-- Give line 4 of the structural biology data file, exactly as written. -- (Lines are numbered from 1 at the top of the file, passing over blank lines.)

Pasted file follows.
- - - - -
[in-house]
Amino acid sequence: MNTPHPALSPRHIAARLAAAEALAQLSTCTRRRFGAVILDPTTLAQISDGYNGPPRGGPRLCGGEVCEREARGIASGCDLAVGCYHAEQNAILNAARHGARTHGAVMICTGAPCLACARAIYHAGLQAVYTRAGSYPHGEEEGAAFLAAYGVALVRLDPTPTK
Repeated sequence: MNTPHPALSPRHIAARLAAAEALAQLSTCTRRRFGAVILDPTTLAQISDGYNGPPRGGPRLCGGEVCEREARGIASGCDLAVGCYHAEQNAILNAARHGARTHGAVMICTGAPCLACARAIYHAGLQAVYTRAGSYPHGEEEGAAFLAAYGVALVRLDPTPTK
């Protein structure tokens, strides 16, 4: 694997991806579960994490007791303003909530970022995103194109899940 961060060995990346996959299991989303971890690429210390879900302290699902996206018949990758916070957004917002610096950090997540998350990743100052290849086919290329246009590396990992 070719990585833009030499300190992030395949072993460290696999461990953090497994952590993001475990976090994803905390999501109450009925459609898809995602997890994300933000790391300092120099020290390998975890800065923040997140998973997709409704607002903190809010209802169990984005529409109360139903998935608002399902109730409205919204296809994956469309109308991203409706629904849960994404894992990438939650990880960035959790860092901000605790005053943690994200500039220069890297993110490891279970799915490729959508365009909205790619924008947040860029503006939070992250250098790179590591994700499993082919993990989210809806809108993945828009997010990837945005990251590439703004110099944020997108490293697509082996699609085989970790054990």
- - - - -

């Protein structure tokens, strides 16, 4: 694997991806579960994490007791303003909530970022995103194109899940 961060060995990346996959299991989303971890690429210390879900302290699902996206018949990758916070957004917002610096950090997540998350990743100052290849086919290329246009590396990992 070719990585833009030499300190992030395949072993460290696999461990953090497994952590993001475990976090994803905390999501109450009925459609898809995602997890994300933000790391300092120099020290390998975890800065923040997140998973997709409704607002903190809010209802169990984005529409109360139903998935608002399902109730409205919204296809994956469309109308991203409706629904849960994404894992990438939650990880960035959790860092901000605790005053943690994200500039220069890297993110490891279970799915490729959508365009909205790619924008947040860029503006939070992250250098790179590591994700499993082919993990989210809806809108993945828009997010990837945005990251590439703004110099944020997108490293697509082996699609085989970790054990």